To appreciate Kipling, forget any Disney-fied versions. His animals don't sing goofy songs, they aren't weird colors, and they don't make stupid jokes. They roar, fight, shed blood, die, and sometimes even the bravest cower in fear. The Jungle Books are pure excitement and adventure, and Kipling's genius raises them from mere talking animal stories to universal myths.
The names are recognizable: Mowgli, Little Frog, the man-cub; Bagheera the panther, soft and hard, dangerous as night; Akela, the Lone Wolf; Shere Khan the tiger, who's meanness is matched only by his cowardice; Rikki-Tikki-Tavi, mongoose of mongooses, hero to humans; Baloo, strong and wise, lazy and true. They do not speak; they utter, and the whole jungle takes heed.
These are stories every child should read: violent but not bloodthirsty, scary but not horrific, dark but not without light. Rudyard Kipling (think about that name, and weep that such monikers are no more) found something deep and primal in the human soul and expressed it through the adventures of animals. This isn't Aesop—there is an inherent morality to these stories, but actions in the jungle are better proof of good or evil than mere pithy phrases.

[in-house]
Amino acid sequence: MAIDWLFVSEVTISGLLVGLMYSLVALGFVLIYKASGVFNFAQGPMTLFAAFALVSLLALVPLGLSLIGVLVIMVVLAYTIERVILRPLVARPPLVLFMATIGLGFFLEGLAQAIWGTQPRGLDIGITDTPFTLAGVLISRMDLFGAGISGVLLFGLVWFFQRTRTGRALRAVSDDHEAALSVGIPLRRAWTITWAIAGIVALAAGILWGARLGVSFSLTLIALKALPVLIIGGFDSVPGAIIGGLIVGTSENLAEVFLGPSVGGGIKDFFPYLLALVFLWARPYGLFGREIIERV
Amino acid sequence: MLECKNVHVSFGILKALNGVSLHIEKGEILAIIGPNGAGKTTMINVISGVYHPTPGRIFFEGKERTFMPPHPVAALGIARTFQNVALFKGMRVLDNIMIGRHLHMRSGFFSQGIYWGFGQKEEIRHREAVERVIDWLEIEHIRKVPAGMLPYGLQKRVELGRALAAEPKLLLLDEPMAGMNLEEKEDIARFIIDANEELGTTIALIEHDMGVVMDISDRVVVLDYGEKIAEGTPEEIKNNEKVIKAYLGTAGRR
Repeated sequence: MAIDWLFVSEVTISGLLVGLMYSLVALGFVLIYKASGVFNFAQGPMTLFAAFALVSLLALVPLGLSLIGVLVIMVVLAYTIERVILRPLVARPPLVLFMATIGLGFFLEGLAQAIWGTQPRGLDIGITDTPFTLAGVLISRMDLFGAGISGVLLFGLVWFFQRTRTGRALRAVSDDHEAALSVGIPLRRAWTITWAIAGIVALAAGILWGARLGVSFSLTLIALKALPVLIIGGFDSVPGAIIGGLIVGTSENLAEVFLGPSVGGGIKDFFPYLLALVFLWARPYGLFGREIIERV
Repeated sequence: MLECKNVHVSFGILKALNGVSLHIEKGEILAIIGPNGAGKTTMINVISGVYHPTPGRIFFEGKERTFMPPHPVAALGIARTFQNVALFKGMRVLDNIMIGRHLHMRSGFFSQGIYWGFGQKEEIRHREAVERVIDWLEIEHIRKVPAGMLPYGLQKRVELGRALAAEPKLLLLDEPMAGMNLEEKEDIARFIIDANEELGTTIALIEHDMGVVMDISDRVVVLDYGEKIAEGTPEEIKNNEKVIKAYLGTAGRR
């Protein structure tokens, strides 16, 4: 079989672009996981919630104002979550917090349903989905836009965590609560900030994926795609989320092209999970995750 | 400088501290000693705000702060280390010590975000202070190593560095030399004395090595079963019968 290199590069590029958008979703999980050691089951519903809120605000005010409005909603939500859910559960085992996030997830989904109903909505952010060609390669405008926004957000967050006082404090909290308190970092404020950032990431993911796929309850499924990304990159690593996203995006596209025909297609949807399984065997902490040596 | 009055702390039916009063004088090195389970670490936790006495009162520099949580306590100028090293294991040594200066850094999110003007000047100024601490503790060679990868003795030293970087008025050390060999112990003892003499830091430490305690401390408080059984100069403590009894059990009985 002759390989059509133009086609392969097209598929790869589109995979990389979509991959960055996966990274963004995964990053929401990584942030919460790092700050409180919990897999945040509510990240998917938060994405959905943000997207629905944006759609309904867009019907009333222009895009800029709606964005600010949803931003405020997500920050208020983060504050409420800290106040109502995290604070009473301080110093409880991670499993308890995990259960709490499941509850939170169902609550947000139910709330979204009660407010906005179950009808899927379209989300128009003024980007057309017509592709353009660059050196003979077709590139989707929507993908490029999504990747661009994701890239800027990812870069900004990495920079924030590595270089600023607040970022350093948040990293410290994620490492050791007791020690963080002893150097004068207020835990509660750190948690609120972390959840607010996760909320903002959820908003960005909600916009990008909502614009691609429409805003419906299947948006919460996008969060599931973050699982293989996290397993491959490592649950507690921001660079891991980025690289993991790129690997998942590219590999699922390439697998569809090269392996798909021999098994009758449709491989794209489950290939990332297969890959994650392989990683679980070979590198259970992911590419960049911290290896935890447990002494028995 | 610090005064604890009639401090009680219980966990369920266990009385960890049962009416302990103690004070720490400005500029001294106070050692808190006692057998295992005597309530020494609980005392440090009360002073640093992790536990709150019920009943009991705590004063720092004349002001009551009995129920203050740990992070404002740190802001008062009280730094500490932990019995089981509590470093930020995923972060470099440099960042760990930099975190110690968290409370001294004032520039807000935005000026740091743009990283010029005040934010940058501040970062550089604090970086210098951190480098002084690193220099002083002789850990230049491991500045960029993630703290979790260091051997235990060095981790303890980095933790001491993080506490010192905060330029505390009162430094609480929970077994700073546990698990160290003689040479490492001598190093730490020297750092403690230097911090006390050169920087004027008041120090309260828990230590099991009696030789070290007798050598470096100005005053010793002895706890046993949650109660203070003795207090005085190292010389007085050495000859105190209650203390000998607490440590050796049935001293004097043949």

The Jungle Books are also stories every adult should read, even if you read them as a child. Kipling's prose is brilliant because it appeals to young and old readers without distinction. His words are sinuous and flexible, like he's dragging a jungle vine out of the page and putting it in your lap. Or maybe it's a jungle snake, more dangerous than it looks twisted on itself in long limp ropes of gripping flesh. Either way it's dangerous, the kind of dangerous truly great stories always are.
Review by C. Hollis Crossman
C. Hollis Crossman used to be a child. Now he is a husband and father, teaches adult Sunday school in his Presbyterian congregation, and likes weird stuff. He might be a mythical creature, but he's definitely not a centaur. Read more of his reviews here.
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